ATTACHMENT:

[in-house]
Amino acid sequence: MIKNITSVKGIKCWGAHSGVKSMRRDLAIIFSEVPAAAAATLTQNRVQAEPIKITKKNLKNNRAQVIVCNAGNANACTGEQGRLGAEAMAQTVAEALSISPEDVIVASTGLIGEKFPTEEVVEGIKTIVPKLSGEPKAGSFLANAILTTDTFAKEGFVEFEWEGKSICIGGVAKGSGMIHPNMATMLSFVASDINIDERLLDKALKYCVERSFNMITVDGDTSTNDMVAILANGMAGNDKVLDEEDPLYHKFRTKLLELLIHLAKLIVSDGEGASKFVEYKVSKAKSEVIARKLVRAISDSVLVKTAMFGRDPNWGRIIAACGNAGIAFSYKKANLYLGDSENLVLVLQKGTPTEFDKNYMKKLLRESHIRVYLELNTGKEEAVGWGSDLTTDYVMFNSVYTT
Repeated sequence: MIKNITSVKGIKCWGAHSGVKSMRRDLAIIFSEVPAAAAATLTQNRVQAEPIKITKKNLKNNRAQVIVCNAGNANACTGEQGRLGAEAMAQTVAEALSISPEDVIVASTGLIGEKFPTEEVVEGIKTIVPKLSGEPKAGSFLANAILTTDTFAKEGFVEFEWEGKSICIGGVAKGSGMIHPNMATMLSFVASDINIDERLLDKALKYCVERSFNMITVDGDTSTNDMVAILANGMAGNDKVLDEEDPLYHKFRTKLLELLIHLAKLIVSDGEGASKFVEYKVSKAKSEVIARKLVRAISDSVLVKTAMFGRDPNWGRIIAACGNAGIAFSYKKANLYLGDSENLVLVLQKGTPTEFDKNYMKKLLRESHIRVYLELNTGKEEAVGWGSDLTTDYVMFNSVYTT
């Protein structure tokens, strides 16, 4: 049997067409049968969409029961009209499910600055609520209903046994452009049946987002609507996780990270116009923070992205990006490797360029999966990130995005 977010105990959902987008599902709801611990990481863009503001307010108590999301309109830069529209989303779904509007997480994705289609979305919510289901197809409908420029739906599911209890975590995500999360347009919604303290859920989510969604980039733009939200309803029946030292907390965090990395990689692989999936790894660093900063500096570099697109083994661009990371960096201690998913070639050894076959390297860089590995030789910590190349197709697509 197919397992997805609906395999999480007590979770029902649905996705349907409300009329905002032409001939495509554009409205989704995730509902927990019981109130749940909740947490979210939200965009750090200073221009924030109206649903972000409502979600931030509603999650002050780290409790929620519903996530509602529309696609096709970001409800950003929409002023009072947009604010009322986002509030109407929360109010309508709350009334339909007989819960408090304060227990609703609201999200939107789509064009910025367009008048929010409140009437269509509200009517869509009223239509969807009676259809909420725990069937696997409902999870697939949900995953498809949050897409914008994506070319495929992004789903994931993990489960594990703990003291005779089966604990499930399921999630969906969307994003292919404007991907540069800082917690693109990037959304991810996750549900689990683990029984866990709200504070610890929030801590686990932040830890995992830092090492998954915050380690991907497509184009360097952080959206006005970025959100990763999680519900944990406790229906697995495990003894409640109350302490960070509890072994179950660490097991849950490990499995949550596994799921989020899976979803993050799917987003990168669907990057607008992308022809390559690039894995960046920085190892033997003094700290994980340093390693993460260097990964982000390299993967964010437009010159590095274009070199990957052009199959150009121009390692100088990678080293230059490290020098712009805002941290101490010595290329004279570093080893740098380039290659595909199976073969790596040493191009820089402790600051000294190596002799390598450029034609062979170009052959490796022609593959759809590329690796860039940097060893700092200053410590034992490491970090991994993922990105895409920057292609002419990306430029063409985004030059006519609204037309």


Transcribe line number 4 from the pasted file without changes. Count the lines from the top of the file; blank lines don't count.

């Protein structure tokens, strides 16, 4: 049997067409049968969409029961009209499910600055609520209903046994452009049946987002609507996780990270116009923070992205990006490797360029999966990130995005 977010105990959902987008599902709801611990990481863009503001307010108590999301309109830069529209989303779904509007997480994705289609979305919510289901197809409908420029739906599911209890975590995500999360347009919604303290859920989510969604980039733009939200309803029946030292907390965090990395990689692989999936790894660093900063500096570099697109083994661009990371960096201690998913070639050894076959390297860089590995030789910590190349197709697509 197919397992997805609906395999999480007590979770029902649905996705349907409300009329905002032409001939495509554009409205989704995730509902927990019981109130749940909740947490979210939200965009750090200073221009924030109206649903972000409502979600931030509603999650002050780290409790929620519903996530509602529309696609096709970001409800950003929409002023009072947009604010009322986002509030109407929360109010309508709350009334339909007989819960408090304060227990609703609201999200939107789509064009910025367009008048929010409140009437269509509200009517869509009223239509969807009676259809909420725990069937696997409902999870697939949900995953498809949050897409914008994506070319495929992004789903994931993990489960594990703990003291005779089966604990499930399921999630969906969307994003292919404007991907540069800082917690693109990037959304991810996750549900689990683990029984866990709200504070610890929030801590686990932040830890995992830092090492998954915050380690991907497509184009360097952080959206006005970025959100990763999680519900944990406790229906697995495990003894409640109350302490960070509890072994179950660490097991849950490990499995949550596994799921989020899976979803993050799917987003990168669907990057607008992308022809390559690039894995960046920085190892033997003094700290994980340093390693993460260097990964982000390299993967964010437009010159590095274009070199990957052009199959150009121009390692100088990678080293230059490290020098712009805002941290101490010595290329004279570093080893740098380039290659595909199976073969790596040493191009820089402790600051000294190596002799390598450029034609062979170009052959490796022609593959759809590329690796860039940097060893700092200053410590034992490491970090991994993922990105895409920057292609002419990306430029063409985004030059006519609204037309």